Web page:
New games

As I said before, this week is shaping up to be very busy and sewing time is at a premium. I’m playing when I can and I have a new toy!

I succumbed to the allure of a new specialty ruler, the Classic Curves ruler by Sharon Mc Connell of Color Girl Quilts. I’ve been wanting to play with the Drunkard’s Path pattern again for a while, but wasn’t sure if I wanted traditional or improv. This decided it for me, along with the other possibilities she shows with the ruler. So, here’s my first try using it.

I’m also using some Sherrill Kahn fabrics that I have savored hoarded for years. I didn’t realize how much of that fabric I had until I grabbed it all off the shelf and unfolded it! Sheesh–yardage! I haven’t bought yardage in years…I’m a fat quarter buyer! This may end up as a very large quilt.

Hmmm….lots of waste fabric with the first few blocks. Each concave cut made from a single square leaves enough waste for a smaller convex piece.

That’s fine if you are planning on making two quilts and you want to buy twice as much fabric as needed! I hate waste and know that I will not make an entire quilt this way. On the instruction sheet is an alternate method of cutting the concave parts with less waste and I haven’t had time to try it yet. If I’m not happy with that, I will consider cutting this half of the pattern using a template. We shall see, when I have a bit more play time!

I also put together some basic step-outs for making a hanging sleeve. I have to do a demo for anyone at our next guild meeting who is unsure of how to do it. I thought it was a totally basic skill until I realized that many, many people never hang a quilt on a wall. They make them for beds, believe it or not!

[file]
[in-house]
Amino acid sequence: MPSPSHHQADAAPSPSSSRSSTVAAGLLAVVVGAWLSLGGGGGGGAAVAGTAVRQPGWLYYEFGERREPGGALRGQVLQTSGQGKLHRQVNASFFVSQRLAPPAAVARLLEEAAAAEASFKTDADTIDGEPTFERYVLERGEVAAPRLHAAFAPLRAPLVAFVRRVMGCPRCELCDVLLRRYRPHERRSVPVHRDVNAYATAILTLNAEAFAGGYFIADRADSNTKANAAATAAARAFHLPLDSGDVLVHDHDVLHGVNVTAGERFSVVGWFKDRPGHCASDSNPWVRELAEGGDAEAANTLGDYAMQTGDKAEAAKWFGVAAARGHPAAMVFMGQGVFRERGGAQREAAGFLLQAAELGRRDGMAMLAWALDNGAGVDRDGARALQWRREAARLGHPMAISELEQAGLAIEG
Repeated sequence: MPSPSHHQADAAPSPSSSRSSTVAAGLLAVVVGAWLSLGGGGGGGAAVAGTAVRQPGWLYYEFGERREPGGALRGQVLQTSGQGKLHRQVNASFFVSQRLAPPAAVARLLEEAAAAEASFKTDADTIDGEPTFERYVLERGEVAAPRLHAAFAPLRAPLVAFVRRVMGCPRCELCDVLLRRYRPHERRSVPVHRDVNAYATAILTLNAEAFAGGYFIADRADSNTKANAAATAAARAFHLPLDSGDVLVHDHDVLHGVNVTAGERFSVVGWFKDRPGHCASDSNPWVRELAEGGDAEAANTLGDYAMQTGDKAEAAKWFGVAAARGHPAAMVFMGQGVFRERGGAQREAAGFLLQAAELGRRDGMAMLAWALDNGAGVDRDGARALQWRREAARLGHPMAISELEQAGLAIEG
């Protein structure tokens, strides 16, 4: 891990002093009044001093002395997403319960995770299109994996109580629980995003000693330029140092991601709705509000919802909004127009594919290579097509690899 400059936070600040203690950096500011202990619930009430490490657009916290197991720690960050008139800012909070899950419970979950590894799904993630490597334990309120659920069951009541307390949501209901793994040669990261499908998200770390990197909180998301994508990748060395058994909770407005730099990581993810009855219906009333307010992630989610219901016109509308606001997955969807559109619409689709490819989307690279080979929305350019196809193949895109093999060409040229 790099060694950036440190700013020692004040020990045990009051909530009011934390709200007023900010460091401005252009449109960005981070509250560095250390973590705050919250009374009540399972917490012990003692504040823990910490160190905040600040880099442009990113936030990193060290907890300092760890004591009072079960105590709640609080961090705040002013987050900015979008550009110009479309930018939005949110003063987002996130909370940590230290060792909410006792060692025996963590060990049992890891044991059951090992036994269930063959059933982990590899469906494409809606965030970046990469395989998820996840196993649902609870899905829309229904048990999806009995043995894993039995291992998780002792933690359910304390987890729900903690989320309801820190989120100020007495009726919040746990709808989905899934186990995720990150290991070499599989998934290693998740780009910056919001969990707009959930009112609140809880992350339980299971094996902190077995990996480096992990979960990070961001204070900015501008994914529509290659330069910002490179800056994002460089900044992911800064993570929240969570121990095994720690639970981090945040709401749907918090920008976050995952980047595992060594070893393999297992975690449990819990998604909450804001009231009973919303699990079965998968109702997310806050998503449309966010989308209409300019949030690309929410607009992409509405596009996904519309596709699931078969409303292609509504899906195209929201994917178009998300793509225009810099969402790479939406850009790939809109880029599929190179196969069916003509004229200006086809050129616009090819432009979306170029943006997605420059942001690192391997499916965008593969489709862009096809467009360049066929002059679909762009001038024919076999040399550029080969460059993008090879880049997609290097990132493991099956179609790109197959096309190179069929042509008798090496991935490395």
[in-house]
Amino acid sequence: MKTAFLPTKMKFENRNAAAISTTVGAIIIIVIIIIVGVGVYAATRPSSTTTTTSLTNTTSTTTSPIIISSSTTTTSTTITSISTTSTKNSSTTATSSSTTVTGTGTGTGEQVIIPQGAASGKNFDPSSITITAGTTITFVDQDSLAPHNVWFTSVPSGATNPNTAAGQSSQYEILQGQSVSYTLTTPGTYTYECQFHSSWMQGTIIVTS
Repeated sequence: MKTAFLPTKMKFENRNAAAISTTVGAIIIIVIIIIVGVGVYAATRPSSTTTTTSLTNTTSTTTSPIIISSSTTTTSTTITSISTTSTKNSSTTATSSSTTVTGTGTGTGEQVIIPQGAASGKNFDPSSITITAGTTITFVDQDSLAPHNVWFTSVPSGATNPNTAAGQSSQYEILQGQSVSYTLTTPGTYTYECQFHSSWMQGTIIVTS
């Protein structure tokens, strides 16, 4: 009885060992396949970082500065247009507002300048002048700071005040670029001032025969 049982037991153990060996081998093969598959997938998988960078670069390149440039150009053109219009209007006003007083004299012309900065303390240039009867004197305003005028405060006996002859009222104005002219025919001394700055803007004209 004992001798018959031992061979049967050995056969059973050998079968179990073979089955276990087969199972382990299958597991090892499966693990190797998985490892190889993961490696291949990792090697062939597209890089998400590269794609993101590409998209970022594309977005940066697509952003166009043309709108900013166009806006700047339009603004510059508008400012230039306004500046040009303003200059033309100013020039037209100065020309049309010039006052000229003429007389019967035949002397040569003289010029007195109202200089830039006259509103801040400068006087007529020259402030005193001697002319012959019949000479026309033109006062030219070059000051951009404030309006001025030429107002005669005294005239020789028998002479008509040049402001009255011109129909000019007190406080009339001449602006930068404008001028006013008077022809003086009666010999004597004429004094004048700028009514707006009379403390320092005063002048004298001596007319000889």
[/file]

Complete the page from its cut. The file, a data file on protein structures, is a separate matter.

I used a hunk of some of my oldest–should I say vintage?–fabric and every time a bit of that is gone, I smile! Happy to de-stash in any way I can!

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Possibilities Day

All the fabric is in play today! Don’t have a project in mind, so it’s a day of looking at what’s on the shelves to see what inspires.

I wanted to start with this…I really, really did. Black, white, any of the colors within it are all possibilities.

And I’d dearly love to use up this collection.

I love all of these…not all together, of course.

And this piece of batik jumped out, wanting to be The One.

At least these are yard pieces, not fat quarters, so they are possibilities.

These are 1/2 yards, but I think I could come up with something to use both in the same piece.

A couple of larger pieces that would be good background to the right feature fabric.

Some fabrics that I had grouped together on the shelf don’t actually go that well together!

And some fabrics are either too much of a feature to blend with others, or not enough of a feature and get too blendy! Though I love each and every one of these!

And some fabrics that you haven’t used in years that you just want to be done with!

Haven’t come up with the next project, but I sure enjoyed looking through the treasures on the shelves!

 

Retreats are for relaxing!

And I had a wonderful, relaxing weekend. The first thing I accomplished was quilting Deb’s quilt!

Hooray! After this milestone, it was all play time.

I wanted to start making samples for Blue Lake this summer and I got three little ones done…kind of.

I didn’t take tons of extra embellishment stuff with me, only fabric and thread. I believe that some of these may get some beads here and there!!!

Then I got distracted and started a project with some fabric given to me by Judi Hurwitt, one of my favorite artists.

This is how far I got by Saturday night.

And by the time I left on Sunday, I had quite a bit more stitching done. I’m really loving this piece!